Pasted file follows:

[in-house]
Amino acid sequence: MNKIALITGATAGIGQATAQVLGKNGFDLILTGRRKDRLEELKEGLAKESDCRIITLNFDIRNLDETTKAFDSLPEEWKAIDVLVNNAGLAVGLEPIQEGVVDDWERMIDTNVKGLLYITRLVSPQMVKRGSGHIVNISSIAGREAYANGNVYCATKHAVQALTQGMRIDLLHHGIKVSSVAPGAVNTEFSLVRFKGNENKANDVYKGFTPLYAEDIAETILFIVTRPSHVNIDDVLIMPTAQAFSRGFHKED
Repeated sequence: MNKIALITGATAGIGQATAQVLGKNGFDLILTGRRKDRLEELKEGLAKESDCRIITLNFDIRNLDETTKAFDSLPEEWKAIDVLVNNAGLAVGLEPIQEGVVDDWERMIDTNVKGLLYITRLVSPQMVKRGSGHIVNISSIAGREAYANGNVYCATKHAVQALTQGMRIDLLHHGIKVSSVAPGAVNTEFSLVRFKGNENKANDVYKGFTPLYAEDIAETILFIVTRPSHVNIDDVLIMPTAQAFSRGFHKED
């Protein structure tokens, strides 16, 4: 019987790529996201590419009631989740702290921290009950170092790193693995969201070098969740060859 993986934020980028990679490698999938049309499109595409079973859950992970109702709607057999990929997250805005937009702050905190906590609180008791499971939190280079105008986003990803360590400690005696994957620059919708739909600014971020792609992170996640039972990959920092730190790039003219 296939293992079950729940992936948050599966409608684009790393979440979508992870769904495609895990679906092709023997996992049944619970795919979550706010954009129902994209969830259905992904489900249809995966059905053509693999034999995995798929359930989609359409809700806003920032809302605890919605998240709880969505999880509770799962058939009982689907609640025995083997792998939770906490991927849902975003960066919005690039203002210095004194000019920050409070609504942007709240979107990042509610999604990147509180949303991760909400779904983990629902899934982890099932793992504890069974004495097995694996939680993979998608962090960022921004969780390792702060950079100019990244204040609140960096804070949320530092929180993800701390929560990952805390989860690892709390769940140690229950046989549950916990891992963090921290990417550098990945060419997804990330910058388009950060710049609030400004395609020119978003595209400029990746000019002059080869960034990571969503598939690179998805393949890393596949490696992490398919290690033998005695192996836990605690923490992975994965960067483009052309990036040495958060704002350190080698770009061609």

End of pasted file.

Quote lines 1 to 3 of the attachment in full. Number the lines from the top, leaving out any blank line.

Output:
[in-house]
Amino acid sequence: MNKIALITGATAGIGQATAQVLGKNGFDLILTGRRKDRLEELKEGLAKESDCRIITLNFDIRNLDETTKAFDSLPEEWKAIDVLVNNAGLAVGLEPIQEGVVDDWERMIDTNVKGLLYITRLVSPQMVKRGSGHIVNISSIAGREAYANGNVYCATKHAVQALTQGMRIDLLHHGIKVSSVAPGAVNTEFSLVRFKGNENKANDVYKGFTPLYAEDIAETILFIVTRPSHVNIDDVLIMPTAQAFSRGFHKED
Repeated sequence: MNKIALITGATAGIGQATAQVLGKNGFDLILTGRRKDRLEELKEGLAKESDCRIITLNFDIRNLDETTKAFDSLPEEWKAIDVLVNNAGLAVGLEPIQEGVVDDWERMIDTNVKGLLYITRLVSPQMVKRGSGHIVNISSIAGREAYANGNVYCATKHAVQALTQGMRIDLLHHGIKVSSVAPGAVNTEFSLVRFKGNENKANDVYKGFTPLYAEDIAETILFIVTRPSHVNIDDVLIMPTAQAFSRGFHKED